Emmys 2017: Delivering issue narratives right into your audience’s living rooms

September 19, 2017  |  Activism

This past Sunday marked the 69th annual Primetime Emmy Awards. Winners across a variety of categories showed us that television is pushing issue-based narratives, and that viewers and critics are paying attention.

In a surprise cameo, Chance the Rapper challenged audiences: “I love television, it’s a pleasant distraction/But just imagine taking action…”

At AndACTION, this is exactly what we aim to achieve: to challenge activists and organizers to use Emmy-winning stories to reach new audiences and advance their campaign goals. As each winner took to the stage to accept his or her award, the importance of inclusive storylines and the societal impact of pop culture remained a common thread among speeches. The night ended with Bruce Miller, producer of “The Handmaid’s Tale,” winner in the Outstanding Drama Series category, reminding his peers and viewers that “We have a lot of things to fight for.” Many of this year’s award winners and nominees will be renewed for additional seasons, and many of them are likely to address the social issues your organization cares about most.

Take a look:

Veep”
(Issues addressed: Gender equality, equal pay, women in government)

Selina Meyer may not be on any list of pop culture role models of women in leadership roles, but “Veep” does highlight and satirize the challenges that women in positions of power face in politics and in business. The show touches on issues of equal pay, double standards for men and women and the gender discrimination in politics and on the campaign trail. Organizations can use the show to call attention to the all too real depictions of how Washington really gets things done (or doesn’t).

 

Orange is the New Black”
(Issues addressed: Bigotry around race, LGBTQI, mental health, prison reform, private prisons)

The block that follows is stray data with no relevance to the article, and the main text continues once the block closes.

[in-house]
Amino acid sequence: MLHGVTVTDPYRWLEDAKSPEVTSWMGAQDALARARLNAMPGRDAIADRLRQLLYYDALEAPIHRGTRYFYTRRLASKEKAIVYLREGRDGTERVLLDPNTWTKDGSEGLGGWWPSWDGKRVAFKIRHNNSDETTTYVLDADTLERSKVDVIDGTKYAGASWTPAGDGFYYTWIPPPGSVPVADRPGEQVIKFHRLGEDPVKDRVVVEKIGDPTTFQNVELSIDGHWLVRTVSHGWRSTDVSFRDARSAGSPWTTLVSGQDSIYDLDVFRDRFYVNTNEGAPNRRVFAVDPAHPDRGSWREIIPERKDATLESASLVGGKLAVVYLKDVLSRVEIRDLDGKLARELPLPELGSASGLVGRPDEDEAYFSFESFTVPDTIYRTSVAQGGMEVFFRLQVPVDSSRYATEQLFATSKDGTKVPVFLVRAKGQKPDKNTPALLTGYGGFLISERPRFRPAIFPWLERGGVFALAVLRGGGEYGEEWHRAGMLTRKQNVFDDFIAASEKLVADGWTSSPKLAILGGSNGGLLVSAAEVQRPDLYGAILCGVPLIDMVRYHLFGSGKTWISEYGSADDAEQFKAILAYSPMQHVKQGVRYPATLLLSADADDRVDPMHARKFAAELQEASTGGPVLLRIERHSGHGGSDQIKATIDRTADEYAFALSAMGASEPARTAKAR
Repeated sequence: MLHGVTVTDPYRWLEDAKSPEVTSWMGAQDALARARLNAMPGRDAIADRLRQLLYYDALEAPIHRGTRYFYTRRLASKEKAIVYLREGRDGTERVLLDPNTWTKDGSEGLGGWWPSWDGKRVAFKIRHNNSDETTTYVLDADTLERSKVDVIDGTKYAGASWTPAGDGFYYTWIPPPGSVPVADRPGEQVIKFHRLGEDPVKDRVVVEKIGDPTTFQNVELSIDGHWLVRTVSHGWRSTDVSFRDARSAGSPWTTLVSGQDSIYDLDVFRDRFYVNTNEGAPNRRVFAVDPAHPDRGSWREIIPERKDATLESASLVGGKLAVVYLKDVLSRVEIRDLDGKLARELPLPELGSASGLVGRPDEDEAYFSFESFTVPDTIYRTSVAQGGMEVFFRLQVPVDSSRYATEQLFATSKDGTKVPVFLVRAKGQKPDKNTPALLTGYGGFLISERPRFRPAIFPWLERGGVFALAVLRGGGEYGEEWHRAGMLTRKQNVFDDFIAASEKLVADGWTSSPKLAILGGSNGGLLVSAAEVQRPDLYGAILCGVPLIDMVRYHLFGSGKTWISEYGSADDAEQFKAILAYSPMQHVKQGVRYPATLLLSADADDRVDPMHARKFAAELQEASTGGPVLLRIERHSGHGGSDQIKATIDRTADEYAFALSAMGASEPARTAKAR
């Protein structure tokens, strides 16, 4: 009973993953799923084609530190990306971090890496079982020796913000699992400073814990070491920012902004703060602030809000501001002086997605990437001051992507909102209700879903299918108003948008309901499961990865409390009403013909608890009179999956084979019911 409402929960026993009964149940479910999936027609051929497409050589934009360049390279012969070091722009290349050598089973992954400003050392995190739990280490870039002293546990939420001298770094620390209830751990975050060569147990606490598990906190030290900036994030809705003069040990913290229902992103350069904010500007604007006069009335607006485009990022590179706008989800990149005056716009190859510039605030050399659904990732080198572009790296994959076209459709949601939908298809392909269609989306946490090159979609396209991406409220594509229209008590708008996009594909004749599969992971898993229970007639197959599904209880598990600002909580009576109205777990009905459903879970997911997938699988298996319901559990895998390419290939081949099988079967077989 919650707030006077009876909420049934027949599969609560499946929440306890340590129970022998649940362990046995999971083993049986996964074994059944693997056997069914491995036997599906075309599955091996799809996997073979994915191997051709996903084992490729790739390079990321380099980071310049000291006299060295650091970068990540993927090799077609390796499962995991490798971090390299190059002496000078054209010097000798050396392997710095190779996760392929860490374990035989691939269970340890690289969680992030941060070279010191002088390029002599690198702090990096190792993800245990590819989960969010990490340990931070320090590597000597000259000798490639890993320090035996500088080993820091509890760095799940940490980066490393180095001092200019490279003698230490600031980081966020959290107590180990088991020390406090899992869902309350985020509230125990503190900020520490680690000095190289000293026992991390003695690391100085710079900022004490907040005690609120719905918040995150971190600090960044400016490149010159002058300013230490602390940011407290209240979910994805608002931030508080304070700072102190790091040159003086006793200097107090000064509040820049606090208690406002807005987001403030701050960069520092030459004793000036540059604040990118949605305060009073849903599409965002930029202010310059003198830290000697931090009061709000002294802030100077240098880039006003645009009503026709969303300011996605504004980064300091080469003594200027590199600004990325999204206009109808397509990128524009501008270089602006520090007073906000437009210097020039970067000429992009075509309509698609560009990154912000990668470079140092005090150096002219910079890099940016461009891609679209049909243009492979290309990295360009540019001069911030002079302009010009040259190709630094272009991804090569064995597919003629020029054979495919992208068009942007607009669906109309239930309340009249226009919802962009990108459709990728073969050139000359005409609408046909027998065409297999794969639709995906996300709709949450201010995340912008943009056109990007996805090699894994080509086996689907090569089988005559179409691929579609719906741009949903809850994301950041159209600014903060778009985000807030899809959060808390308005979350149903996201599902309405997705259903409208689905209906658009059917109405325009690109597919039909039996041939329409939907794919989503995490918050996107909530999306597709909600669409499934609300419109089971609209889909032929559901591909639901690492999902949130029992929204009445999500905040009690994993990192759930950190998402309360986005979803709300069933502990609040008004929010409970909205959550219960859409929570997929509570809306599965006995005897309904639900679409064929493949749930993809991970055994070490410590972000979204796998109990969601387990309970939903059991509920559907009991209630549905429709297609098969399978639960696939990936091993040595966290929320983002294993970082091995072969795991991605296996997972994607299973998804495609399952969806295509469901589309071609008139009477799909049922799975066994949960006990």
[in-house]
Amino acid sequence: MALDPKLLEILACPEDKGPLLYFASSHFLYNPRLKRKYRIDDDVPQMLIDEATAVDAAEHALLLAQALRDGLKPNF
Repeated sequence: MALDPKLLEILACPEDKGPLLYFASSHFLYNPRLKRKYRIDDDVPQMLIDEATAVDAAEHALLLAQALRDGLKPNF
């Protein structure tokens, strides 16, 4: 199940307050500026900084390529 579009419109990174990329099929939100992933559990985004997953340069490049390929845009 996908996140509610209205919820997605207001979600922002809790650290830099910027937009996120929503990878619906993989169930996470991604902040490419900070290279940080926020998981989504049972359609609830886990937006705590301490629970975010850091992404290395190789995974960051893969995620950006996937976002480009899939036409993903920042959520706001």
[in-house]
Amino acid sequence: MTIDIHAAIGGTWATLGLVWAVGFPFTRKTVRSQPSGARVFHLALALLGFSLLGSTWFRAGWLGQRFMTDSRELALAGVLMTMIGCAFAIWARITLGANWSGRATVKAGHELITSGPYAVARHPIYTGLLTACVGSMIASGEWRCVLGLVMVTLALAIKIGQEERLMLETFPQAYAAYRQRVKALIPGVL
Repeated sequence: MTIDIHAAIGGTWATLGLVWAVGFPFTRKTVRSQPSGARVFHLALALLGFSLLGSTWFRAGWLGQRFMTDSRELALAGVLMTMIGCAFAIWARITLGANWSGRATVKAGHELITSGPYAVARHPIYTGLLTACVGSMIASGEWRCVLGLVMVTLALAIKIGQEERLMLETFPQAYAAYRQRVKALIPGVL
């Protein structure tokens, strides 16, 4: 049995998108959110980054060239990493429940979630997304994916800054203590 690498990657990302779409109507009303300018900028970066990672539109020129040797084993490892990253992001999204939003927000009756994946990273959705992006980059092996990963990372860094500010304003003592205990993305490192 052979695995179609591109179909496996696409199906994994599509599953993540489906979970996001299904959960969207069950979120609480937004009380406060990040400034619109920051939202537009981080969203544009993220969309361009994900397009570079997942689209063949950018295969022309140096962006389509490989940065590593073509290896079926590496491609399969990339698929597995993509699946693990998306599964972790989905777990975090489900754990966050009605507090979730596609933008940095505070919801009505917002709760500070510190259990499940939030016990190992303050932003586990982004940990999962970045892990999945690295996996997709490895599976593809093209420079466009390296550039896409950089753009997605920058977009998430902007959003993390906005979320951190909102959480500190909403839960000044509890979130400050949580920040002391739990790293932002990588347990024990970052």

Organizations working on a wide range of issues can leverage the popularity of “OITNB” in their outreach by contributing to the conversation on social media, generating memes, organizing viewing parties with related discussion guides, or penning op-eds or blogs (such as this one).

 

The Handmaid’s Tale”
(Issues addressed: Nuclear war, LGBTQI, reproductive rights, rape/sexual assault, police brutality, civil and human rights, free speech/right to protest, voting rights)

Nuclear and biological warfare has polluted the world, so the population suffers a sharp decline in births and a rise in birth defects. An authoritarian government has risen and imposed martial, theocratic law. In early March, Margaret Atwood wrote an essay for The New York Times (which also appears as a foreword in the latest edition of the book the show is based on) explaining her thoughts on the connection between her novel and the political climate in the U.S. and around the world. Groups working on issues from nuclear war prevention (timely!) to voting rights and women’s health access can use the upcoming season of the show to start important conversations. Be prepared to write blogs pivoting to your work, using the series as a way to amplify the importance of policies that protect people and the environment. Social media always explodes during this show – find someone on your staff to watch and report back all the best moments you can use.